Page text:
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"Rep the T": What It's Like to be a Turner Scholar

Darwin T Turner Scholars Darwin T Turner Scholars Darwin T Turner Scholars Darwin T Turner Scholars


“Go where you have never been.
Somewhere, something incredible is waiting to be known.”
                                                           - C. Sagan

Darwin T. Turner

 

Who is Darwin T. Turner?

Darwin T. Turner is the youngest student to receive a degree from the University of Cincinnati. 

After receiving his bachelor's degree at the age of 16 in 1947, he went on to earn a master's degree in English from the University of Cincinnati in 1949 and a doctorate in English and American Dramatic Literature from the University of Chicago.

Dr. Turner taught at several outstanding colleges and universities and is considered a leading writer, editor and critic of African American literature.

The Darwin T. Turner Scholars Program is one of the oldest diversity scholarship programs in the country. Since its establishment in 1976 as a summer collegiate experience for 20 rising high school seniors from Cincinnati Public Schools, the scholarship program evolved to assist academically talented students of color at the university. The program continues to widen its reach yet remains focused as an investment in the limitless potential of young people.

The Darwin T. Turner Scholars Program has graduated more than eight hundred students who are now UC alumni worldwide.

A Student-Centered Approach

The Darwin T. Turner Scholars Program strives to address the varying backgrounds, experiences and needs of a diverse student population. The Turner Scholars Program is structured specifically to provide modular experiences for each class, to ensure the successful enrichment and retention of students through all years of college.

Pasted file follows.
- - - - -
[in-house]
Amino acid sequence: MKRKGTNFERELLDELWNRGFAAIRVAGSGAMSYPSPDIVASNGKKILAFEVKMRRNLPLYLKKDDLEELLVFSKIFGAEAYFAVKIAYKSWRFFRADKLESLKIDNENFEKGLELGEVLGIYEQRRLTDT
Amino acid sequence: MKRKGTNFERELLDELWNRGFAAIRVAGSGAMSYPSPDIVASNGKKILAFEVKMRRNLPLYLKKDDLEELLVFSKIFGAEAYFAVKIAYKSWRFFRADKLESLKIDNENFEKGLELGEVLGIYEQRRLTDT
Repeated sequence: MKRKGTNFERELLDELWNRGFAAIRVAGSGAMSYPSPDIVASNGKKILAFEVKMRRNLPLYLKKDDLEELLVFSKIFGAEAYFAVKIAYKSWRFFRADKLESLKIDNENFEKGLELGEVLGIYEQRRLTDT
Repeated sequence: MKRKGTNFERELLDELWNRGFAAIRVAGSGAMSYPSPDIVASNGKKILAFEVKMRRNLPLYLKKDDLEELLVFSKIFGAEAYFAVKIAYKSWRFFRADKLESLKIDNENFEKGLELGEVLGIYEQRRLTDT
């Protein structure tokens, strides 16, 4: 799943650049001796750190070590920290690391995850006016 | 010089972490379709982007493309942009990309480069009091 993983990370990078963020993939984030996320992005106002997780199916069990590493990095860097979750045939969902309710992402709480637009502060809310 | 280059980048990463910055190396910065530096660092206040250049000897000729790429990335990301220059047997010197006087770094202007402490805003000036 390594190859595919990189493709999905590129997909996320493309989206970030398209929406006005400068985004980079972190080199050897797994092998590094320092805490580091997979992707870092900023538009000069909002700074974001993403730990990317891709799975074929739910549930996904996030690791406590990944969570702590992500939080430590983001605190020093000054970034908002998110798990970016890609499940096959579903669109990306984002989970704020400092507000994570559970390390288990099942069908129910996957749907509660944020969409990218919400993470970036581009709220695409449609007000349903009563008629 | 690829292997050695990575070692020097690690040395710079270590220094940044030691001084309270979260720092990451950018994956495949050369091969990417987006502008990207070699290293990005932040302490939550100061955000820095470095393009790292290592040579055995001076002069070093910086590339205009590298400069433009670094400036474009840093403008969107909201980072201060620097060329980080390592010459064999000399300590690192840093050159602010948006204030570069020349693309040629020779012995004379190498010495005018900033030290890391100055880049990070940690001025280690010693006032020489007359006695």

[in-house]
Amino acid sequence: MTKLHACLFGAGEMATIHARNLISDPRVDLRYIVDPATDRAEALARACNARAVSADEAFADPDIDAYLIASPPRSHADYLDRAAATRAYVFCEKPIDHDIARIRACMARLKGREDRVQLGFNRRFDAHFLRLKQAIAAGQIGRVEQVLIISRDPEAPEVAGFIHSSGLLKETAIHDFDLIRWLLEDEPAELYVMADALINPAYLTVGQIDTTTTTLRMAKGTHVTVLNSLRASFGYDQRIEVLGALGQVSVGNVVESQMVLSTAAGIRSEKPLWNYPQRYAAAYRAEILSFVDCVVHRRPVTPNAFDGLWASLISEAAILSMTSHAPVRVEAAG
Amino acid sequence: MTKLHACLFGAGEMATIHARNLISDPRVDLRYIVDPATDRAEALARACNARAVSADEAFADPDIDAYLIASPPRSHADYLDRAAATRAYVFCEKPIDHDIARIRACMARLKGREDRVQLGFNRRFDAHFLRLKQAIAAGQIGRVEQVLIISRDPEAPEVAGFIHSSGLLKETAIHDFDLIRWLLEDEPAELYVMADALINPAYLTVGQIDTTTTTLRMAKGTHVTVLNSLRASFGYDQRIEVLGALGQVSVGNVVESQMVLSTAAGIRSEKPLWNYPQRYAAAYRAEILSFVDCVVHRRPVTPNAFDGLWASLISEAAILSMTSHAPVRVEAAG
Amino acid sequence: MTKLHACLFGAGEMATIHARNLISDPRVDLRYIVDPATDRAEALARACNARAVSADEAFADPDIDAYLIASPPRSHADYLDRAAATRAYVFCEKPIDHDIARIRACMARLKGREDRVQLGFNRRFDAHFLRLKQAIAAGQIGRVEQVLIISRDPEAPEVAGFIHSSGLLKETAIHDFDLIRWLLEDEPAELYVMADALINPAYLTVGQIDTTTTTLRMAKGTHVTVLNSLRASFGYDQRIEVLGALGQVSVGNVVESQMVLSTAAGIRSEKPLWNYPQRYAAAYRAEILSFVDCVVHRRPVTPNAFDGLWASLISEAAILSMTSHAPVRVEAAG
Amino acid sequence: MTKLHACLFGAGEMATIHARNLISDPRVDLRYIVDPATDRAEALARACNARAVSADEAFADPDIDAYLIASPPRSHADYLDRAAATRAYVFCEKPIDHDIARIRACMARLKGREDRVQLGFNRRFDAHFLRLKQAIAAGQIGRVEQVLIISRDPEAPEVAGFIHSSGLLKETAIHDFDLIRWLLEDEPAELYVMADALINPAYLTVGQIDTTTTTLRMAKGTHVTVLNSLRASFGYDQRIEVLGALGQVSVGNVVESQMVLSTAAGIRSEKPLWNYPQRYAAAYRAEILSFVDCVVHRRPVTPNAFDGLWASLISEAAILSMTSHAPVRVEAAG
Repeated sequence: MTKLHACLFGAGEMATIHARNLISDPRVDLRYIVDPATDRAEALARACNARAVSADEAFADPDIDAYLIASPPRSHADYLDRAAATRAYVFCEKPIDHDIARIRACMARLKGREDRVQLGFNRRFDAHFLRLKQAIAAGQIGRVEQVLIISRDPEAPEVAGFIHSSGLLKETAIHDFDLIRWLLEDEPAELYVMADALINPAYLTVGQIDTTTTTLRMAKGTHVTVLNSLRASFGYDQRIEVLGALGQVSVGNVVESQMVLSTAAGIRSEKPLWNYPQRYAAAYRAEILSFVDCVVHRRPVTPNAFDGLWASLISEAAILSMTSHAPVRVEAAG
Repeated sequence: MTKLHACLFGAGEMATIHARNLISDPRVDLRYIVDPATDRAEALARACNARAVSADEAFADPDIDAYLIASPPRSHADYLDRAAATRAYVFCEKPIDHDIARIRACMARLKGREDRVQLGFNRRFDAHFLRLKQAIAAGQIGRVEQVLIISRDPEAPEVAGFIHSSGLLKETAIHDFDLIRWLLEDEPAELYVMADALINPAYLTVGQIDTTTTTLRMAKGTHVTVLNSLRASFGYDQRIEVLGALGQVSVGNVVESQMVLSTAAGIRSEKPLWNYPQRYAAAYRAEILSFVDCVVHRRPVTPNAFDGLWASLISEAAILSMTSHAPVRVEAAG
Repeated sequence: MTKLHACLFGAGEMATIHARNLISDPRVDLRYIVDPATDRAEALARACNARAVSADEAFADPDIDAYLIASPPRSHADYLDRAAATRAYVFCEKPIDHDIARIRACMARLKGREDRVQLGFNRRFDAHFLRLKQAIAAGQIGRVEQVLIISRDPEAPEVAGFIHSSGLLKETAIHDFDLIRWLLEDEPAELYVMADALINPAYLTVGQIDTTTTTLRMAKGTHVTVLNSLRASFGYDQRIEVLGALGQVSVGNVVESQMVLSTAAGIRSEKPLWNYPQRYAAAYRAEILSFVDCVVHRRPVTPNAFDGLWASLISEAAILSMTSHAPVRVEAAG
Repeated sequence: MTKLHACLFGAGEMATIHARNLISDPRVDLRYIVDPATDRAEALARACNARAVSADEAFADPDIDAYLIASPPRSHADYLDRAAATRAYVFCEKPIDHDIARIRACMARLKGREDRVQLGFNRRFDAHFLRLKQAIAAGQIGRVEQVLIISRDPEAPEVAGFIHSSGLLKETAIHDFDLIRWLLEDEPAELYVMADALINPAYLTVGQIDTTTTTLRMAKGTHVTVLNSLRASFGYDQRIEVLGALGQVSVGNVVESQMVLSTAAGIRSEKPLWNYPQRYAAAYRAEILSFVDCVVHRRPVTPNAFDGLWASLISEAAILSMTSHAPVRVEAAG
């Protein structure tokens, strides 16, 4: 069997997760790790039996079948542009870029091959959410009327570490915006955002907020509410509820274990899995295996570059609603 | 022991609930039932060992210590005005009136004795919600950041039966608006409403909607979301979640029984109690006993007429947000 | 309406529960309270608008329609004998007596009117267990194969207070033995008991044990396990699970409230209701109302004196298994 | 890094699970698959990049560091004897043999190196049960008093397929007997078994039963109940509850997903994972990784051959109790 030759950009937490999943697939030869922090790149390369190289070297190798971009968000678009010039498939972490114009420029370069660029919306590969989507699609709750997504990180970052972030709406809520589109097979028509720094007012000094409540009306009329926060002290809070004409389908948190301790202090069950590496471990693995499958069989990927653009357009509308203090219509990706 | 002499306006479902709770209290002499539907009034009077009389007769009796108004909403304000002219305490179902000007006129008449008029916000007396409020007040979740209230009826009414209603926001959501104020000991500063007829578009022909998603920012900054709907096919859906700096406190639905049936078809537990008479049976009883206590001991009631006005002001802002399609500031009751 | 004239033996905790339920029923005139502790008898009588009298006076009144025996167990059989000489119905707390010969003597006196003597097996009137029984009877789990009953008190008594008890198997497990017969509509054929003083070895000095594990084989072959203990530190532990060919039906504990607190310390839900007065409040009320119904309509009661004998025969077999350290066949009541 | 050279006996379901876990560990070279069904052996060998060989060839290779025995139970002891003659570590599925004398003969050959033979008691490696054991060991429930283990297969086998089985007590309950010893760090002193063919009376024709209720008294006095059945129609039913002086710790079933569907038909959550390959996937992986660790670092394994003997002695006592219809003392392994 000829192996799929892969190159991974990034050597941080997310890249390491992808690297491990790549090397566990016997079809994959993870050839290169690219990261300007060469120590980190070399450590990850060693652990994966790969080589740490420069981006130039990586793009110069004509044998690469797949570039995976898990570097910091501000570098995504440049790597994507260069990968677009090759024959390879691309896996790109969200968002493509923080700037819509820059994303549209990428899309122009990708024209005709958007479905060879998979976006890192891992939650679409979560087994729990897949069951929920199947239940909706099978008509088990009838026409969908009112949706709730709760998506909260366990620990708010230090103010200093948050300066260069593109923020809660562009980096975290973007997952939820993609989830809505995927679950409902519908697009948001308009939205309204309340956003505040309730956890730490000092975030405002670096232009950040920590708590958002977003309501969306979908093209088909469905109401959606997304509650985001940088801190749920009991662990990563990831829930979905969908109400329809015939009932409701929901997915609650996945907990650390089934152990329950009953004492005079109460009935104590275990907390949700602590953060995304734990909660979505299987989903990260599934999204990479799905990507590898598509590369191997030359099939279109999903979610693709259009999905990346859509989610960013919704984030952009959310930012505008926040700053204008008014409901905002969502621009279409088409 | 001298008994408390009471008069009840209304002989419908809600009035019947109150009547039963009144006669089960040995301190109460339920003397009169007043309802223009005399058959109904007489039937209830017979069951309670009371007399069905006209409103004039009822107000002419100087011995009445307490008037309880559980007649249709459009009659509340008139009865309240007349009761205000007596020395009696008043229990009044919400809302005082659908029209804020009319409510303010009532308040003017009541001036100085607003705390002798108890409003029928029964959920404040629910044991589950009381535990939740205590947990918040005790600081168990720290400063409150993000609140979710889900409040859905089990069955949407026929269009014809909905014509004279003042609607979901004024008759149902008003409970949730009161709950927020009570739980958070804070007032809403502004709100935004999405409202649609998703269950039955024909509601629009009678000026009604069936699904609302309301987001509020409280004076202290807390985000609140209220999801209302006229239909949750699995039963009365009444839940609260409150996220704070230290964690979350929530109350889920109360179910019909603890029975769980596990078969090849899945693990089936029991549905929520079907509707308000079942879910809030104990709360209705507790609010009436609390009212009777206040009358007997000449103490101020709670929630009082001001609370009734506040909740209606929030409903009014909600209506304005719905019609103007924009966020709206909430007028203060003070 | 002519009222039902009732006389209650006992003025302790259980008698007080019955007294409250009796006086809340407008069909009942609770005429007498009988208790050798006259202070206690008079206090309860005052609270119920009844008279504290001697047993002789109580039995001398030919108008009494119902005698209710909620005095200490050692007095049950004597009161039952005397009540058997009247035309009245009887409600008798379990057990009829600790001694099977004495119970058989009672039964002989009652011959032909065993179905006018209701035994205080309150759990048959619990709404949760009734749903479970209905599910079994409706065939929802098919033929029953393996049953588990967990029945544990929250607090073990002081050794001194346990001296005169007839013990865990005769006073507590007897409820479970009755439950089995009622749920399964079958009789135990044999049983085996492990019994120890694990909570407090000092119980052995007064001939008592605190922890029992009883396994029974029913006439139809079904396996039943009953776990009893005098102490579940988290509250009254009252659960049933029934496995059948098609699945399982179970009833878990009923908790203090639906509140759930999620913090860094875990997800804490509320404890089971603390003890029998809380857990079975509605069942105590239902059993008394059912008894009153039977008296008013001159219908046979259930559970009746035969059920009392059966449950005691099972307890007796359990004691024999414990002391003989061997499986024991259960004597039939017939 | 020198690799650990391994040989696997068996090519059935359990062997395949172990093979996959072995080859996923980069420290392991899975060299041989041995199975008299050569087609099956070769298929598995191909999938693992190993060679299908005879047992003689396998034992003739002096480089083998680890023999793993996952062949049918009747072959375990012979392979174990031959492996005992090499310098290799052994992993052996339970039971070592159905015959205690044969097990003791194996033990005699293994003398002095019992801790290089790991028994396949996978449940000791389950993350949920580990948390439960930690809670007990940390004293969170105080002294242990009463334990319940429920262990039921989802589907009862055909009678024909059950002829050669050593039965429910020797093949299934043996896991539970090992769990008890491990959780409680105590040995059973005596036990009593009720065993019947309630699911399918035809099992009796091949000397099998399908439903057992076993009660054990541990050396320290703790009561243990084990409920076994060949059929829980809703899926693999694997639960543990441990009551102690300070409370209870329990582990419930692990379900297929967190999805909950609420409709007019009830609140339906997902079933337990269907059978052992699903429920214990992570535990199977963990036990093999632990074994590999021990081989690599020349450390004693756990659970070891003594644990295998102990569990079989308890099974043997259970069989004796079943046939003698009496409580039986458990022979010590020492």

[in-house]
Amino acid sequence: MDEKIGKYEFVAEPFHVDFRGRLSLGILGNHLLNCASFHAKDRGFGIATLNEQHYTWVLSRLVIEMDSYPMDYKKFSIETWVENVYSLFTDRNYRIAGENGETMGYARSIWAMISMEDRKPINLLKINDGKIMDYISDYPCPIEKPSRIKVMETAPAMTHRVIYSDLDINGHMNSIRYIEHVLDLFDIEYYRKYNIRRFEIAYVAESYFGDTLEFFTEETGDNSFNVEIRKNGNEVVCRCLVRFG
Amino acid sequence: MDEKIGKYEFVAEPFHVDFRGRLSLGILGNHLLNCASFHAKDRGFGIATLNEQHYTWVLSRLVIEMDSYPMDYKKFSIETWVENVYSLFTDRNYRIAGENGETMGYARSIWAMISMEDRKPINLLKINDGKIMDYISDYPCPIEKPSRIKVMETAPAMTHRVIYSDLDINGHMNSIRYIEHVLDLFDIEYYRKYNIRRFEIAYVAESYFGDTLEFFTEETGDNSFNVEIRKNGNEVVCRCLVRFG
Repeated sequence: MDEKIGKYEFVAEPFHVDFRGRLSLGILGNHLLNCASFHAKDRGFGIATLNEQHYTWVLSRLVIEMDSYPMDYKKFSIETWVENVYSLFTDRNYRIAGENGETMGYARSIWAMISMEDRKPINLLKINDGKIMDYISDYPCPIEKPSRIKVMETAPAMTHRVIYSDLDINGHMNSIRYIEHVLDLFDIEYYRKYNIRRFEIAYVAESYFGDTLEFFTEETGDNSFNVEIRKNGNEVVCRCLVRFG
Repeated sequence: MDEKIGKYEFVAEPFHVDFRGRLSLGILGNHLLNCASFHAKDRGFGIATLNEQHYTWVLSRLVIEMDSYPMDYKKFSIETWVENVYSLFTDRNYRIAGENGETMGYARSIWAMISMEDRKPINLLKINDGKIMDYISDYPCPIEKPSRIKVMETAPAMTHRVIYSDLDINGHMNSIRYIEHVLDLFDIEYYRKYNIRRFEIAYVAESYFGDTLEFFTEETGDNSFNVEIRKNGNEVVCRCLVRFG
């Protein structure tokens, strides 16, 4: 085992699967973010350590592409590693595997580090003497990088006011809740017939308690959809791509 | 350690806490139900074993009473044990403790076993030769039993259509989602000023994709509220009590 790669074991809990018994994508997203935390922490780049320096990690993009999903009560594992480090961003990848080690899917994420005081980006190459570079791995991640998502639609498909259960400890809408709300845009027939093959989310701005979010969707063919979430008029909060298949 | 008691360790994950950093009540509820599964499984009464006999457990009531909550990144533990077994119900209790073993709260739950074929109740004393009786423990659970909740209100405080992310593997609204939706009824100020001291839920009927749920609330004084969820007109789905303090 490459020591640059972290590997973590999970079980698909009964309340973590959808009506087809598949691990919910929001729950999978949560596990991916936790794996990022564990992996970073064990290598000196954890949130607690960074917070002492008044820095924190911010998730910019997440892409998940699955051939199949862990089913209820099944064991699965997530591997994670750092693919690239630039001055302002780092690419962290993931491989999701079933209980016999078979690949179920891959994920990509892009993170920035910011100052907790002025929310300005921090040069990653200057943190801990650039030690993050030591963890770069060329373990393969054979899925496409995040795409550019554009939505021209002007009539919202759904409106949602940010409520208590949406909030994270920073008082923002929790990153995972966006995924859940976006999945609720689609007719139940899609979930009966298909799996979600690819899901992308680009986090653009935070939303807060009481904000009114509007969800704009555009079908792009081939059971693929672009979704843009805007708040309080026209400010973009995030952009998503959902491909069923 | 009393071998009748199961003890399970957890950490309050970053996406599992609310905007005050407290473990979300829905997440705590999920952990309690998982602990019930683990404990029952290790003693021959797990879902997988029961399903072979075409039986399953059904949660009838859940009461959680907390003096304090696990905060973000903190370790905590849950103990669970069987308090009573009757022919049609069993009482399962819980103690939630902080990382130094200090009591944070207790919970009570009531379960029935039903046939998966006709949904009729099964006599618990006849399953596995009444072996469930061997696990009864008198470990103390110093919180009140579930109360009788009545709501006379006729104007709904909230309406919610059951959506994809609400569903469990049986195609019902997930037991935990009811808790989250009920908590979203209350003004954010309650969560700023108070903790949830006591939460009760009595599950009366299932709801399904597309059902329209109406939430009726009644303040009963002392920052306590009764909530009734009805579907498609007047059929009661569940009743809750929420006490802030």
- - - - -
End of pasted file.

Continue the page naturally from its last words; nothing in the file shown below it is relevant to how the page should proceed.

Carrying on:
During the freshman year, Turner students attend weekly seminars to assist with the transition from high school to college. Topics include becoming acquainted with the university environment, interpersonal communication, study skills, time and stress management, and test-taking strategies.

Sophomores continues their focus on academics and explore topics such as networking, public speaking, leadership development and cultural competency. The junior year begins another type of transition where students are offered workshops ranging from etiquette to resume writing and building a professional presence.

A student’s senior year prepares for the next phase of life. Organized activities are directed to specific dates by which to apply for employment or graduate school, the importance of alumni involvement, maintaining commitments to community service and volunteerism, and scheduling exit interviews and other end-of-college-career activities.

Throughout all years, the program also maintains a focus on civic engagement. Every Turner Scholar participates in 30 hours of community service, is a member of at least one student organization, and in involved in a fund-raising activity. Whether tutoring elementary school students, working in a homeless shelter, or participating in Relay for Life, Turner Scholars understand that they must carry the baton as the next generation of leaders.

The Darwin T. Turner Scholars Program is very much a community of learners. Through peer reinforcement and staff assistance, the undergraduate years allow scholars to maintain a sense of efficacy and motivation while providing an avenue for exploration and skill enhancement in support of their academic goals.

Liz D.

"Diversity is broadening your horizons."

Elizabeth A. Delozier
Industrial Management '14

Tyra R.

"Diversity is leadership."

Tyra Robinson
Sophmore Communication Major

"My first year here at UC as a member of the Turner family has been such a warm and loving experience. If I have learned anything from this short time, it’s that learning and sharing with others is what builds long lasting friendships...Through sharing cultures and learning from experiences, I have developed a strong appreciation for UC’s diversity and an even stronger appreciation for its sense of community."

~Savita Bathija,
                  Sophmore Turner Scholar